Summit Music and Arts announces 2017-18 lineup |

Summit Music and Arts announces 2017-18 lineup

Erik Peterson, artistic director for the Front Range Chamber Players, will perform on Sunday at the Silverthorne Performing Arts Center in the first of seven concerts by Summit Music and Arts.
Special to the Daily |

Summit Music and Arts’ artistic director is struggling to single out any one of the upcoming seven concerts in the nonprofit’s 2017-18 lineup because, he said, they’re all going to be so good.

The new season begins Sunday with four musicians from the Front Range Chamber Players coming together to play Ludwig van Beethoven’s “String Quartet Op. 18, No. 1” before a fifth person joins them for the second half of the concert, when they’ll play Edward Elgar’s “Piano Quintet Op. 84.”

“They’re absolute top-class musicians, and it should be a very exciting program,” said Len Rhodes, SMA’s artistic director and artist in residence, adding that he believes the entire 2017-18 lineup offers a diverse mix of in-state talent that’s sold out shows across the nation and world.

“We are very fortunate to have the quality of professional performing artists right here in our beautiful state,” Rhodes said. “These artists happen to be living here but have credentials that span worldwide, performing in Europe, Asia and the U.S.”

Since its inception, SMA has worked to provide a platform for Colorado’s musicians while, at the same time, striving to create exceptional concert experiences and educational opportunities in multiple venues across Summit County.

Sunday’s season premiere will feature Erik Peterson and Felix Petit on violins, Phillip Stevens on viola and Heidi Mausbach playing cello. After the quartet plays Beethoven, Hsing-ay Hsu will join them on the piano to form Elgar’s quintet.

Interestingly, Elgar’s work is more well-known nowadays that he is, and few high school or college graduation ceremonies don’t come without Elgar’s mark — “Pomp and Circumstance” — which was actually first played in 1905 when the composer received an honorary doctorate from Yale University.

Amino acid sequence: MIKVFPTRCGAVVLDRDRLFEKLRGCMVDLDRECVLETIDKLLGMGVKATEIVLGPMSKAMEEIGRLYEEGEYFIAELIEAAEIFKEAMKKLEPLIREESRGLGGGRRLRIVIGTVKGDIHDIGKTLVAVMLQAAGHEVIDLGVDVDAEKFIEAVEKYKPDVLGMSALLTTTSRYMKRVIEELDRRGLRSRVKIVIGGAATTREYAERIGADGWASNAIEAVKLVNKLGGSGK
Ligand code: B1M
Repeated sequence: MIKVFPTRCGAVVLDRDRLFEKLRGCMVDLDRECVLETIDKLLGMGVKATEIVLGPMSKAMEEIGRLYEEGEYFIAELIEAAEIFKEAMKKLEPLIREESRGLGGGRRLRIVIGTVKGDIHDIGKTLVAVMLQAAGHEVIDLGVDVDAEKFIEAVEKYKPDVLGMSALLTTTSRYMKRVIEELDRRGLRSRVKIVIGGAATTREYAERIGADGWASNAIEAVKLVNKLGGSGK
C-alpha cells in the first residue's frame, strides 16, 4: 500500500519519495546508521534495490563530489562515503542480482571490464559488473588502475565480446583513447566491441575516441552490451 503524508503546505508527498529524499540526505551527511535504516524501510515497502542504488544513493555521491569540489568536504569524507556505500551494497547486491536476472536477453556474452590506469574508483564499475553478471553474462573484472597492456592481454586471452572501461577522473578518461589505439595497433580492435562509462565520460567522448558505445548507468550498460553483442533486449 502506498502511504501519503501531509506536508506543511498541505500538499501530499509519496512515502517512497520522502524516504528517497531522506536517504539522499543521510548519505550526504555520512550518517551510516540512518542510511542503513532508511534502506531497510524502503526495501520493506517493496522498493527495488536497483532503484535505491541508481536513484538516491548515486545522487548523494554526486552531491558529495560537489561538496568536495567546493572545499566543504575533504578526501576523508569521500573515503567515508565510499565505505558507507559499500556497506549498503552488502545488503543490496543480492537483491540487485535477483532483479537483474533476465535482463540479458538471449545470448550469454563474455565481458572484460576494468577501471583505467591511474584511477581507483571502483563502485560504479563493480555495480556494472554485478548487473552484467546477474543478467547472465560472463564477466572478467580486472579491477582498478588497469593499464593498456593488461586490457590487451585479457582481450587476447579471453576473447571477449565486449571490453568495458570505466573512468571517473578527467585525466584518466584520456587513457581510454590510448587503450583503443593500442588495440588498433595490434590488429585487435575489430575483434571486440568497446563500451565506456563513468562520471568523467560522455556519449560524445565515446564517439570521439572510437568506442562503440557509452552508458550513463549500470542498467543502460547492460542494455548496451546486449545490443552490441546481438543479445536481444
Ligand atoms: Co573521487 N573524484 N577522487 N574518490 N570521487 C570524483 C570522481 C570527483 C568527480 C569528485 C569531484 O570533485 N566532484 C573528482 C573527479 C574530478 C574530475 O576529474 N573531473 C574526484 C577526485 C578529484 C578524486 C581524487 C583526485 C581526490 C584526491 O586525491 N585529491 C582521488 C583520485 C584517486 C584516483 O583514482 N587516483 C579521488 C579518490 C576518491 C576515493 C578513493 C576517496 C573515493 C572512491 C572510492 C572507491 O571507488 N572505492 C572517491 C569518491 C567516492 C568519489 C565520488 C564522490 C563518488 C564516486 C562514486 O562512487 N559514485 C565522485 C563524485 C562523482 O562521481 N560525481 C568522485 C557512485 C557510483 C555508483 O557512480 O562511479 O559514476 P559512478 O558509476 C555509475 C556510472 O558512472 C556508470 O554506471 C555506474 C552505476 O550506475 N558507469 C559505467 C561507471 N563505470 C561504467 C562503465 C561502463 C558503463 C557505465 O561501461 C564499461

“So that’s how the tradition began,” Rhodes said, giving a little bit of a history lesson and adding that while much of Elgar’s work was extremely well known at the time, it’s not played nearly as frequently as it once was and Sunday’s concert presents a unique opportunity to become more familiar with a man who was, in his day, a juggernaut of classical music and the recording industry.

Additionally, Sunday’s concert will be SMA’s first-ever at the Silverthorne Performing Arts Center, a new $9 million facility that opened this summer.

Tickets are $25 in advance or $30 at the door.

For the educational element of its programming, SMA also offers free admission to students 18 and under, sponsors a competition for young composers and offers space for pre-concert art exhibits to local visual artists.

The SMA concert series continues through April 7, and people can purchase a season pass that’s good for all seven concerts for $300.

Other performances will include Peruvian guitarist Alfredo Muro, The Hennessy Six Jazz Sextet and more, and for Rhodes the diversity and experiences of of the live-music performances is as important as anything.

“I think, overall, if people can take the opportunity to actually attend a live performance of any music — rock and roll, jazz or anything at all — to hear something live is such a unique opportunity, and to have world-class players right here on our door step is amazing,” Rhodes said.

For more about the concert series, go to

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